Friday, February 7, 2020

Tragedies at the Fords Theatre

The American Civil War had been raging for four years and had cost the lives of thousands of soldiers, sailors and civilians on both the Union and Confederate sides. When the conflict was finally over and a Union victory announced, the President of the United States of America, Abraham Lincoln, could finally pat himself on the back for a job well done. Only six days after the official ending, he decided to go and see the play Our American Cousin at the Ford’s Theatre in Washington DC.

With him on the evening of 14th April 1865 was his wife Mary and guests Major Henry Rathbone together with the Majors fiancĂ©e  when they settled to enjoy the play. Unbeknown to any of them was the presence of a man who was hell bent on kidnapping or even killing Lincoln in order to give the Confederates another chance, believing the war was still winnable.

John Wilkes Booth was a 26 year old actor who had waited for a chance like this to come, getting close to the President and showing the world that the fight was still ongoing. He approached the private theatre box where the small group were watching the beginning of the final act, pulled out a gun and shot Lincoln in the back of the head. As the sudden chaos erupted, Major Rathbone attempted to tackle Booth and was stabbed for his efforts.

Booth leapt over the box opening onto the stage below brandishing his knife, shouting out to the audience “Sic simper tyrannis” – Latin for Thus always to tyrants. With the theatre in shock and the two victims being tended to immediately, Booth made his getaway into the night.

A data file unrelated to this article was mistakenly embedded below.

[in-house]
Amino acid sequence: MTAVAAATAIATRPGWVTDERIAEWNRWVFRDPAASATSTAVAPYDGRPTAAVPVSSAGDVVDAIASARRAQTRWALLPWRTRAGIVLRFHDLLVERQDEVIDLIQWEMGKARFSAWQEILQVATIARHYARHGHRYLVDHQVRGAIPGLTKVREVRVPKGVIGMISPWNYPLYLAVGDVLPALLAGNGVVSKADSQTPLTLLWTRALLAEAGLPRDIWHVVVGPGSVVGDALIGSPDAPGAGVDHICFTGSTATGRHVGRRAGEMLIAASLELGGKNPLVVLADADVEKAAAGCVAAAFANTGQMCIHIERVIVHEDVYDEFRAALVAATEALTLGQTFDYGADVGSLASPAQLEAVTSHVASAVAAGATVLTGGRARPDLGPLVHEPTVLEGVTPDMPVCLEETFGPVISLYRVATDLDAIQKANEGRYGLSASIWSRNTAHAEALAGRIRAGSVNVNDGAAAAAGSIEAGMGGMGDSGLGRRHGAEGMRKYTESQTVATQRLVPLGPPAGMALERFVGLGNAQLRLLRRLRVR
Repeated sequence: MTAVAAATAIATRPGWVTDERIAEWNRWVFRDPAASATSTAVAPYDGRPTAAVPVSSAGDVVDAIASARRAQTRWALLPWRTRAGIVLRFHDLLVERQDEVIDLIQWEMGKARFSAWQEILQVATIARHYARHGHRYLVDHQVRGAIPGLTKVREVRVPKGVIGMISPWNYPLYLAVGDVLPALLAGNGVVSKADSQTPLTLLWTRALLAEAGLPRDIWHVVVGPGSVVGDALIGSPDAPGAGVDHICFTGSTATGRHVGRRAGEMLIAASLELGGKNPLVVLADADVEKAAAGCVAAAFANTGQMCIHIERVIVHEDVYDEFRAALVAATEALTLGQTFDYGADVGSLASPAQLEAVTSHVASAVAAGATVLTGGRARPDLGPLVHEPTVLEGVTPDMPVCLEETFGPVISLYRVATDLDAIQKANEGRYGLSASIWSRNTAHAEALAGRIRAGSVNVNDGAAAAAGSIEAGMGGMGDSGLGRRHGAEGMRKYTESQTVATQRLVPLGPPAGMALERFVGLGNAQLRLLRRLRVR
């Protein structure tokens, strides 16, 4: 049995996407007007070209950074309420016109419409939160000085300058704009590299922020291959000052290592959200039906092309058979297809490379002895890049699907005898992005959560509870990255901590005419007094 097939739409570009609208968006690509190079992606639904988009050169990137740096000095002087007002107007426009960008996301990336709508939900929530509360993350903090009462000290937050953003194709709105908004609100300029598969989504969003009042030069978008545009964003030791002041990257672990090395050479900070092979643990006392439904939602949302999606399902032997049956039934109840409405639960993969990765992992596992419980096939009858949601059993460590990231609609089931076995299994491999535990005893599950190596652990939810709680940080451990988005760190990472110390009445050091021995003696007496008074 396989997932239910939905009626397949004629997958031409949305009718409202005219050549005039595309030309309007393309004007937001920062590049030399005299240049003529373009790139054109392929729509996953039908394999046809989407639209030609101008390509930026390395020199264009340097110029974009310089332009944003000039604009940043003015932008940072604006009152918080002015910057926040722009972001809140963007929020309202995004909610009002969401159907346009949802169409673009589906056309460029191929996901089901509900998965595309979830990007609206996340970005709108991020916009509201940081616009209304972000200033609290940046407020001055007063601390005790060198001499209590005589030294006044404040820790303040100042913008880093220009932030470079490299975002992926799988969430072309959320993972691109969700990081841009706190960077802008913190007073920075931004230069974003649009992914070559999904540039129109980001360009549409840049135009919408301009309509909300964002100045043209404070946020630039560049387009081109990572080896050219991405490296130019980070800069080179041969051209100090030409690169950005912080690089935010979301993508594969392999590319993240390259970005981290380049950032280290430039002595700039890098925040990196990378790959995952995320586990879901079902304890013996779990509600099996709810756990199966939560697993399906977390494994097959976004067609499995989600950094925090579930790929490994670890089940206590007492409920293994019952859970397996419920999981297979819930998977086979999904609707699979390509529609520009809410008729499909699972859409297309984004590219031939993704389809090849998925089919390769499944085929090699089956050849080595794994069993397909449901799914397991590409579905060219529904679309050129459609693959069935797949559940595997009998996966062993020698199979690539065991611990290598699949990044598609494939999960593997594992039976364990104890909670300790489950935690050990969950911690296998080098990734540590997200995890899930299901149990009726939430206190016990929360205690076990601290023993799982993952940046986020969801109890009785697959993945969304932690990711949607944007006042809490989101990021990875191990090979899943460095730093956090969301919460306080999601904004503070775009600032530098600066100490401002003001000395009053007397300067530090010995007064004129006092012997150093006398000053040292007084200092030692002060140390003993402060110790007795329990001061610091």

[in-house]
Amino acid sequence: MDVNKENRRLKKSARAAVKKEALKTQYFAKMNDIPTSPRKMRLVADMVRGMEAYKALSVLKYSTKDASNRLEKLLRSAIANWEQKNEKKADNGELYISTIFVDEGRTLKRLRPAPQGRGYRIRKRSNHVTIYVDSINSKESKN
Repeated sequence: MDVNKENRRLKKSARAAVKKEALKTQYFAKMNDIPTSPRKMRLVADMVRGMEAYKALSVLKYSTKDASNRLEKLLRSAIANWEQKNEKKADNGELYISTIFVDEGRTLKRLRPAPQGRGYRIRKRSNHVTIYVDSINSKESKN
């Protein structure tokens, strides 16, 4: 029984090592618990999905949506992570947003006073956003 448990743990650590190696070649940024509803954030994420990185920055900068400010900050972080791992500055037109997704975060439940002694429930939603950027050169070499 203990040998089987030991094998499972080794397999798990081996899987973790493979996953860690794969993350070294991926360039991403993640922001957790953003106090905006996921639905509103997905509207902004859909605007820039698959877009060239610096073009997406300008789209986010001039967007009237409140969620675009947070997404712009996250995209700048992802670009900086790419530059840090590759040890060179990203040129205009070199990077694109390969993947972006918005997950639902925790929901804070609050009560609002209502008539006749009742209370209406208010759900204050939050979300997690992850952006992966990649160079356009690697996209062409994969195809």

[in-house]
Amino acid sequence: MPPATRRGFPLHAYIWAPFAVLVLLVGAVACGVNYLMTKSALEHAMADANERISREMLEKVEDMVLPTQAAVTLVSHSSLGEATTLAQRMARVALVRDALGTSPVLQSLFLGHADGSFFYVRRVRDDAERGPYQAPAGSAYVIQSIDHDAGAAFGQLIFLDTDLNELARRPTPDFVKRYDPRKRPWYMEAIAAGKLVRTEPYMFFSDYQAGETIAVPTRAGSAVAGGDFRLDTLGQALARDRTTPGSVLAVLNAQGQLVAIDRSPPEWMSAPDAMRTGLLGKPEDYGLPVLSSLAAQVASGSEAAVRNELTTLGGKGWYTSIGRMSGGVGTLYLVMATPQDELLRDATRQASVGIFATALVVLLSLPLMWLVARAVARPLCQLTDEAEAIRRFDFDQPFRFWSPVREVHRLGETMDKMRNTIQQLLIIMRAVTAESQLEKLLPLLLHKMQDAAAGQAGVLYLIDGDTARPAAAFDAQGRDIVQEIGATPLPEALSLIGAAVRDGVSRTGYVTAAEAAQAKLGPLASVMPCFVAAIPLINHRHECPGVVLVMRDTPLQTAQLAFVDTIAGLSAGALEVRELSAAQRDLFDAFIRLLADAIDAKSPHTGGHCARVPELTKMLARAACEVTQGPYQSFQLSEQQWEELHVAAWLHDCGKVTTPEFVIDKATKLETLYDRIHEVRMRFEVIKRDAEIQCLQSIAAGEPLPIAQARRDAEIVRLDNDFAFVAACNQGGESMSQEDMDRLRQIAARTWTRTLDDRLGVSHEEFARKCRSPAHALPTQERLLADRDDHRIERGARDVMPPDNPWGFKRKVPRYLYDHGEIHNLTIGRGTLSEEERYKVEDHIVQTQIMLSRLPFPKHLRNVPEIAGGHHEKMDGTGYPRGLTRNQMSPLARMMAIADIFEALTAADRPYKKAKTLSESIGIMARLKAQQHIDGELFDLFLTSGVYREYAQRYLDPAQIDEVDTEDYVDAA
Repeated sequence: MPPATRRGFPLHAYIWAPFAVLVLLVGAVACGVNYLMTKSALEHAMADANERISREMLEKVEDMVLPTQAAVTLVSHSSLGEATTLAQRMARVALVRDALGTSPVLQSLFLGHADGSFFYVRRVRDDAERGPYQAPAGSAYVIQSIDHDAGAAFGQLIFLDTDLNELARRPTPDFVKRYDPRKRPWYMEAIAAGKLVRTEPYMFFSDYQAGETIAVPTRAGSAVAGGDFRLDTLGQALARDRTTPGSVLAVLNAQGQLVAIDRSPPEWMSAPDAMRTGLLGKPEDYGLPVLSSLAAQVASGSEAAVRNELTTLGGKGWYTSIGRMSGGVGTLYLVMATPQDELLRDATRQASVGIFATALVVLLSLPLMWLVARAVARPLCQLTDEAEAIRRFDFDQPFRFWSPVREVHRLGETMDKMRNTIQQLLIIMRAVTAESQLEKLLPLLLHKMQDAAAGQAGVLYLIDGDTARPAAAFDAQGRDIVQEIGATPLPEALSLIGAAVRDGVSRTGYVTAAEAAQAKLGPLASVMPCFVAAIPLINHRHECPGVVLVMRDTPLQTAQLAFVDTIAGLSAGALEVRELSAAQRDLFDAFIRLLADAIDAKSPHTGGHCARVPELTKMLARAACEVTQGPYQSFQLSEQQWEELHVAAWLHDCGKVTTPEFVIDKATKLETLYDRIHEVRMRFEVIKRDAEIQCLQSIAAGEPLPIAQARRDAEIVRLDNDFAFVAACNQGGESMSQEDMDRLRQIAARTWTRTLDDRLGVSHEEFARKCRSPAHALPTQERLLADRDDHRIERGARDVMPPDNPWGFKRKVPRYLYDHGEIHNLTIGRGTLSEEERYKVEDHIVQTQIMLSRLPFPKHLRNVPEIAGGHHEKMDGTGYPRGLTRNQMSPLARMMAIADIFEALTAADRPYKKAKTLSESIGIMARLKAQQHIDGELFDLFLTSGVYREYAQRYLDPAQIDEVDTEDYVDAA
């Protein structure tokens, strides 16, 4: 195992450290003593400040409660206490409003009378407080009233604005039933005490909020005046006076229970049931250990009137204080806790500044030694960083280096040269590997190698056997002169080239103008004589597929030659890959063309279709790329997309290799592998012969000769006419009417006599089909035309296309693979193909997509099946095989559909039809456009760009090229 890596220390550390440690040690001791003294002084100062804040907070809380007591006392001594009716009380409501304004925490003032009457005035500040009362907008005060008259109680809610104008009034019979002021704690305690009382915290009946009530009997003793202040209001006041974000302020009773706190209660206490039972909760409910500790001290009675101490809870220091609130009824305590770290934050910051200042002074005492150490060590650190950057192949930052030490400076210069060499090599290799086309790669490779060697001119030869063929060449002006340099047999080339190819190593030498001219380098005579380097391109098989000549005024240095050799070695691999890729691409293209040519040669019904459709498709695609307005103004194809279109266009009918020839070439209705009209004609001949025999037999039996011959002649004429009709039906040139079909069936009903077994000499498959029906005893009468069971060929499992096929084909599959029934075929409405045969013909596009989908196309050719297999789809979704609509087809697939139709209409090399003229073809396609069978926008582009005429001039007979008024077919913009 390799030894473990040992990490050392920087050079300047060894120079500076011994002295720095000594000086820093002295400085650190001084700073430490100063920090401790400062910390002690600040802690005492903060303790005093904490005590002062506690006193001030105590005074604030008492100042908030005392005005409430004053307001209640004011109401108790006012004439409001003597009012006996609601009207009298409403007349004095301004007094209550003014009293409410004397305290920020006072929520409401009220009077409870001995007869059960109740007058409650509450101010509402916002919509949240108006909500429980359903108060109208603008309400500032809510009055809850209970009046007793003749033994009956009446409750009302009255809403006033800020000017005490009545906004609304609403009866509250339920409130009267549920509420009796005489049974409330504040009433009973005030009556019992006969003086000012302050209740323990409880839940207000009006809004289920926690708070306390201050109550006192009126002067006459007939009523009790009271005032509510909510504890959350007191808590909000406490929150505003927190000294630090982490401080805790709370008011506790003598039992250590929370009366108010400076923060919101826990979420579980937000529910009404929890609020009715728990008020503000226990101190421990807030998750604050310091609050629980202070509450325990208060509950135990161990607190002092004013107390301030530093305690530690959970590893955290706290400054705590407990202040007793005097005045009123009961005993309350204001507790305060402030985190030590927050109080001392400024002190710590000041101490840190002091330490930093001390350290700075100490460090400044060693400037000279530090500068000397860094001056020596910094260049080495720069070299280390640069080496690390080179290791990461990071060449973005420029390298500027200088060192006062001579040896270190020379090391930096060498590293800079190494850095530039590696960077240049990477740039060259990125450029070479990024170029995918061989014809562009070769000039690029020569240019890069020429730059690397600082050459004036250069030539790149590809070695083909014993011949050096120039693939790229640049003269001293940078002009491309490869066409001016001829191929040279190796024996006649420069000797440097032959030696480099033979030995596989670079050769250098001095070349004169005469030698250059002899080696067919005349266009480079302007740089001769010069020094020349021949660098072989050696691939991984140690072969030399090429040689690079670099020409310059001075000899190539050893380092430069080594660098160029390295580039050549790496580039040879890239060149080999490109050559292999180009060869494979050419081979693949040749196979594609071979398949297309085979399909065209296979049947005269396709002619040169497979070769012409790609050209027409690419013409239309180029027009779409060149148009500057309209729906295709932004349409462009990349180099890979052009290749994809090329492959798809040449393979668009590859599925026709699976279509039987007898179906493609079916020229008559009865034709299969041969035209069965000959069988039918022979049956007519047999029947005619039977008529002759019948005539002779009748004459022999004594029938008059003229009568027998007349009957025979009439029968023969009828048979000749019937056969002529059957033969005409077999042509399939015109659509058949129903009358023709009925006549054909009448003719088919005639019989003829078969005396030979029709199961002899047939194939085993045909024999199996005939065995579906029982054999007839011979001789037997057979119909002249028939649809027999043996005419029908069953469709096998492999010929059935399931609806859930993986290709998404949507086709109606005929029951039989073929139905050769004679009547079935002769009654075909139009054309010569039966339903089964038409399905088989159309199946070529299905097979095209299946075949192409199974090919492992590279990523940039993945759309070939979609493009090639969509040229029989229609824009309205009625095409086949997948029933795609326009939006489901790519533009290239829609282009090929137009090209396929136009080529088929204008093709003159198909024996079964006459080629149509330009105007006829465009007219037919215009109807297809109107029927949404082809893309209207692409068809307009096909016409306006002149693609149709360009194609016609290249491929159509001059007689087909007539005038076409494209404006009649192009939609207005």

Abraham Lincoln suffered immediate blood loss and was carried out of Fords Theatre and over the road to the home of William Petersen, a tailor. There he was placed on a bed and despite efforts to save him, the President died the following morning.

John Wilkes Booth was cornered on 26th April 1865 in a farmers barn where a shootout with pursuing soldiers later that day killed him. With the absence of a trial the final truth of what was going through his head will now never be known. 

Fords Theatre was infamous from that moment on as the place where the 16th President of the USA was murdered, but the story of the theatre does not end there.

At the time of the assassination it had only been open two years but now it was prohibited by the US Government to be used as a place for entertainment and was instead taken over by the military to be used as a records department.

On 9 June 1893, while 490 people were working in the building, a large section of the internal structure collapsed during work on the foundations. The disaster killed 22 people and injuring another 68.

The building was later repaired and used as a warehouse, but in 1932 it was finally decided that the whole area was to be used as a museum dedicated to Lincoln and so ownership would be transferred to the National Park Service the following year.

Today this iconic structure is again used as a theatre, although the presidential box is never used. Instead it is set out much the same way as it was in 1865 with a picture overhanging the place where Lincoln himself looked over to see the stage. Artefacts from the time are on display in the museum below including the gun that was used in the murder. Across the road Peterson’s house is also a museum so that the full story of one of the most famous assassinations in history can be told.

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